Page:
Douglas Cotanche, PhD
                                                                  Steve Armstrong, BSEE

Life Achievement Award Recipient:       Marion Downs, MS, DHS

Podium Presentations:                            52+ submitted papers

Introduction to NIH Research:                 Fred Bess, PhD

NIH Research Forum:                              Daniel Sklare, PhD

NIH Mentored Student Posters:                15 posters

General Posters:                                       Variable

Technology Update Sessions                   16 sessions (30 minutes each)

Representative Ryun Testifies to House Ways and Means Committee on the Hearing Aid Assistance Tax Credit Bill
Alexandria, Va—Rep Jim Ryun (R-KS) testified on the merits of HR414, the Hearing Aid Assistance Tax Credit, at a major House Ways and Means Subcommittee hearing November 16, according to the Hearing Industries Assn (HIA). He discussed why this legislation deserves favorable consideration. The hearing was conducted by the Select Revenue Measures Subcommittee, chaired by Rep Dave Camp (R-MI), and focused on a limited number of tax proposals introduced in 2005 which were specially selected by the subcommittee chair for inclusion.

 HIA Executive Director Carole Rogin and Director of Government Relations Andrew Bopp of HIA present Representative Jim Ryun (right) with HIA’s “Representative of the Year” award during “Hearing on the Hill” which was held in May.

HIA reports that Ryun did an excellent job presenting HR414. He noted that most insurance companies provide no coverage for hearing aids, and he referenced the need for children to have access to hearing aids as they move through their developmental years. He also noted the need for older Americans to maintain their communicative abilities at work, and with their family and friends via amplification devices.

HIA submitted testimony for the Committee record, expressing its support for the tax credit. HIA Intern Eddie Sierra submitted a statement chronicling his experience with hearing loss and the improvement hearing aids have made to his life.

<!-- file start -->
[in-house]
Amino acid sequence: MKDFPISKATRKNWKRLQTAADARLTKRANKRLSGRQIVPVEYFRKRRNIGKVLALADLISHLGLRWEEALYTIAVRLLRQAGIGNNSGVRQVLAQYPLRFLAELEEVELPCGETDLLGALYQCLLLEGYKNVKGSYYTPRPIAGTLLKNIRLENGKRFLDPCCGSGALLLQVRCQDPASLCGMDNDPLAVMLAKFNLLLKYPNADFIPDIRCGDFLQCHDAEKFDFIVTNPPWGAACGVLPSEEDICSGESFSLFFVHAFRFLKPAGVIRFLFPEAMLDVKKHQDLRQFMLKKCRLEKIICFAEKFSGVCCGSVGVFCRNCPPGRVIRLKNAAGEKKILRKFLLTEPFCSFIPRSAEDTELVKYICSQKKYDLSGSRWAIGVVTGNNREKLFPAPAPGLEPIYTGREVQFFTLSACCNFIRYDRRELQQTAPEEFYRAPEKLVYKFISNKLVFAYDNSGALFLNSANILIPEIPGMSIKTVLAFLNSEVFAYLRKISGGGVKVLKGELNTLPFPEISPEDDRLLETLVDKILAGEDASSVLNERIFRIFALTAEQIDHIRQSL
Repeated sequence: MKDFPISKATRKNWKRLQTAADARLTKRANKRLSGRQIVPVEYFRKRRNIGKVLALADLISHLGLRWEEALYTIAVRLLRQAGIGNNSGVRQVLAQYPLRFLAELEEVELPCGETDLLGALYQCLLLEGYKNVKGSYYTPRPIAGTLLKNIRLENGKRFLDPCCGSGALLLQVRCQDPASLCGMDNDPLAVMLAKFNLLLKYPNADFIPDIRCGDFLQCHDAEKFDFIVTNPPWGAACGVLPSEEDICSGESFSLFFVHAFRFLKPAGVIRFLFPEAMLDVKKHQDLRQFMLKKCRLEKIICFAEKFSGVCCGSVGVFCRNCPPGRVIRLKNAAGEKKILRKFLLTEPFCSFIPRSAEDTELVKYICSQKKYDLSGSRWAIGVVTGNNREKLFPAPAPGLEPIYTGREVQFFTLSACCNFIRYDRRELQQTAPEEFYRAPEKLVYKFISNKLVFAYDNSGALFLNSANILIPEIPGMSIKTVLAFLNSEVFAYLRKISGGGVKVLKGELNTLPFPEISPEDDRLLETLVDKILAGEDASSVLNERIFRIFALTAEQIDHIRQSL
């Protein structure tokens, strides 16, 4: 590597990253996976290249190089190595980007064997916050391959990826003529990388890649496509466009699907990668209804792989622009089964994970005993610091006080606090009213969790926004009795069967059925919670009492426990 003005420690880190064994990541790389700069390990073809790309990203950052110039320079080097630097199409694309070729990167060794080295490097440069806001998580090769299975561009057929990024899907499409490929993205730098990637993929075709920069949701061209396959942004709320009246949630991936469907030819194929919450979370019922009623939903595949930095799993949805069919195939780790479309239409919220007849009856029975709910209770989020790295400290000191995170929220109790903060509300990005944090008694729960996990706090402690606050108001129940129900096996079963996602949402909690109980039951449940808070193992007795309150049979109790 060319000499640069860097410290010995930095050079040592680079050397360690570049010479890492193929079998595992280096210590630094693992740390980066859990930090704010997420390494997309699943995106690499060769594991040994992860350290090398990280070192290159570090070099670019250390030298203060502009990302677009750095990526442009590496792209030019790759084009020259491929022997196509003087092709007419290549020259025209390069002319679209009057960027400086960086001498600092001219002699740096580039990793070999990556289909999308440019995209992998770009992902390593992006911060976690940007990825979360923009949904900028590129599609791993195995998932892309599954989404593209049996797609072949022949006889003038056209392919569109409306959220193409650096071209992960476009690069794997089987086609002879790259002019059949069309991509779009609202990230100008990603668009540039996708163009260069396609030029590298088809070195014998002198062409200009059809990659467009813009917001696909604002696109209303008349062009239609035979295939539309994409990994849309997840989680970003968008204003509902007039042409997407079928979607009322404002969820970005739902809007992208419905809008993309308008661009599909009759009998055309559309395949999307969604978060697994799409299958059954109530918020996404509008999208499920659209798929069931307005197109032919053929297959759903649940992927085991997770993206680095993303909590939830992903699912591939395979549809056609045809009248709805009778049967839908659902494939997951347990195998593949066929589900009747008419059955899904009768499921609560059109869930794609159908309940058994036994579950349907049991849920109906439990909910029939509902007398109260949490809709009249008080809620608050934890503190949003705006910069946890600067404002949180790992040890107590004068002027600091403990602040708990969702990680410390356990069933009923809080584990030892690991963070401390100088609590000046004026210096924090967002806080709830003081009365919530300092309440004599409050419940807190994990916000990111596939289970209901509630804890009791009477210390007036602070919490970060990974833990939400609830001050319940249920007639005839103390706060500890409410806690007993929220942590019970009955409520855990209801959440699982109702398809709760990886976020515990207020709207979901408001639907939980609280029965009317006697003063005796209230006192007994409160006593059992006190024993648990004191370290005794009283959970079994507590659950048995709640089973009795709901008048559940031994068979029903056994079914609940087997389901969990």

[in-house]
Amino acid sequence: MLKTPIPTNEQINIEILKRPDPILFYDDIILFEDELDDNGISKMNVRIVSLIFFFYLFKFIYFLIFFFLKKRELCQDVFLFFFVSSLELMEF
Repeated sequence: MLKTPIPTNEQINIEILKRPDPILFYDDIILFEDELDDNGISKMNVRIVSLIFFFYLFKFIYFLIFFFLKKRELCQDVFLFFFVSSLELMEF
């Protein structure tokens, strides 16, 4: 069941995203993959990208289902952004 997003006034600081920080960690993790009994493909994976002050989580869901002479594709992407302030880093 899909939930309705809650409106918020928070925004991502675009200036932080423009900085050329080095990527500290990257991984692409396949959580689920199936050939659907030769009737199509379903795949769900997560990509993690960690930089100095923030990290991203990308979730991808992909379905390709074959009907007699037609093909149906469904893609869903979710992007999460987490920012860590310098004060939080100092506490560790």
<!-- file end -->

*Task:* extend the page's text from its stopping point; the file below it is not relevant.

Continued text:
Speculation on which representatives might be invited to testify before the Ways and Means Subcommittee was of keen interest to organizations with tax-related proposals since the hearing was first announced in August. Congress reconvened after Labor Day, and HIA has been diligently working with hearing coalition partners to increase overall visibility and support for HR414—holding 53 Congressional meetings and garnering 14 additional co-sponsors along the way.

HR414, and its companion bill in the US Senate (S1060), would provide a tax credit up to $500 per hearing aid to hearing-impaired individuals ages 55 and older, and to families with dependents. HR414 currently has 84 bipartisan cosponsors, a number expected by HIA to increase. Co-sponsors Mark Foley (R-FL) and Tom Reynolds (R-NY) are Subcommittee members. Additional cosponsors of HR414 serving on the full Ways and Means Committee include Reps Phil English (R-PA), William Jefferson (D-LA), John Lewis (D-GA), Richard Neal (D-MA) and Jim Ramstad (R-MN). If enacted, HR414 “will help millions of Americans enjoy something most of us just take for granted,” said Sen Norm Coleman (R-MN) when he introduced S1060 in the Senate during “Hearing on the Hill” which was held May 17-18 in Washington, DC (see July 2005 HR, p 10).

HIA urges all dispensing professionals who live in a Congressional district represented by a member of the Ways and Means Select Revenue Measures Subcommittee to contact their representative to ask them to co-sponsor HR414. Representatives who are currently not co-sponsors of the bill and need to hear from constituents are:

Rep Dave Camp (MI) – ChairmanRep
Eric Cantor (VA)Rep
Chris Chocola (IN)Rep
Lloyd Doggett (TX)Rep
Melissa Hart (PA)Rep
John Larson (CT)Rep
John Linder (GA)Rep
Mike Thompson (CA)Rep
Stephanie Tubbs Jones (OH)Rep
Jerry Weller (IL)

To find out if your representative is a Subcommittee member, visit For more information, see the Aug 2005 HR, p 16

ITEM Endorses Hearing Aid Assistance Tax Credit
In related news, the Independence Through Enhancement of Medicaid and Medicare Services (ITEM) Coalition, a consumer-led coalition comprised of national and state-based consumer and provider nonprofit organizations, issued a press release on the importance of the hearing aid tax credit. HIA has worked with ITEM since its formation in 2003.